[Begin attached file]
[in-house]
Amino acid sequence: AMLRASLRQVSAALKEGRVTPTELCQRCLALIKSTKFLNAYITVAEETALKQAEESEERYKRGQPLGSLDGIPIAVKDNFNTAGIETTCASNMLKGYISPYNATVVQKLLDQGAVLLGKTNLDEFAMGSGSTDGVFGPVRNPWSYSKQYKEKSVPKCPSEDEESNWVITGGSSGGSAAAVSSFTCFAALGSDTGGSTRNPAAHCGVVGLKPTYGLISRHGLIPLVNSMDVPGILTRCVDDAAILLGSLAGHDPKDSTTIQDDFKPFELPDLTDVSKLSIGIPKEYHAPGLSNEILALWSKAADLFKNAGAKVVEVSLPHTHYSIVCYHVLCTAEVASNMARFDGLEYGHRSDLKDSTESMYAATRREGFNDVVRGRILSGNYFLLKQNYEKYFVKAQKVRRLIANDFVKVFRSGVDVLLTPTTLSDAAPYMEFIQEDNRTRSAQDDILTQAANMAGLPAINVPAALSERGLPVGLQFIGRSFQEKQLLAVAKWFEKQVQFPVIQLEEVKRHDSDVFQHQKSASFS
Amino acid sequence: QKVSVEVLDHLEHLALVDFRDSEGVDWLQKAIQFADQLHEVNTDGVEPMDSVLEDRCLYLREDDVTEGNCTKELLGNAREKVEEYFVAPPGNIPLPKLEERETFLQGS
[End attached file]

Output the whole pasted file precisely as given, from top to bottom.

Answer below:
[in-house]
Amino acid sequence: AMLRASLRQVSAALKEGRVTPTELCQRCLALIKSTKFLNAYITVAEETALKQAEESEERYKRGQPLGSLDGIPIAVKDNFNTAGIETTCASNMLKGYISPYNATVVQKLLDQGAVLLGKTNLDEFAMGSGSTDGVFGPVRNPWSYSKQYKEKSVPKCPSEDEESNWVITGGSSGGSAAAVSSFTCFAALGSDTGGSTRNPAAHCGVVGLKPTYGLISRHGLIPLVNSMDVPGILTRCVDDAAILLGSLAGHDPKDSTTIQDDFKPFELPDLTDVSKLSIGIPKEYHAPGLSNEILALWSKAADLFKNAGAKVVEVSLPHTHYSIVCYHVLCTAEVASNMARFDGLEYGHRSDLKDSTESMYAATRREGFNDVVRGRILSGNYFLLKQNYEKYFVKAQKVRRLIANDFVKVFRSGVDVLLTPTTLSDAAPYMEFIQEDNRTRSAQDDILTQAANMAGLPAINVPAALSERGLPVGLQFIGRSFQEKQLLAVAKWFEKQVQFPVIQLEEVKRHDSDVFQHQKSASFS
Amino acid sequence: QKVSVEVLDHLEHLALVDFRDSEGVDWLQKAIQFADQLHEVNTDGVEPMDSVLEDRCLYLREDDVTEGNCTKELLGNAREKVEEYFVAPPGNIPLPKLEERETFLQGS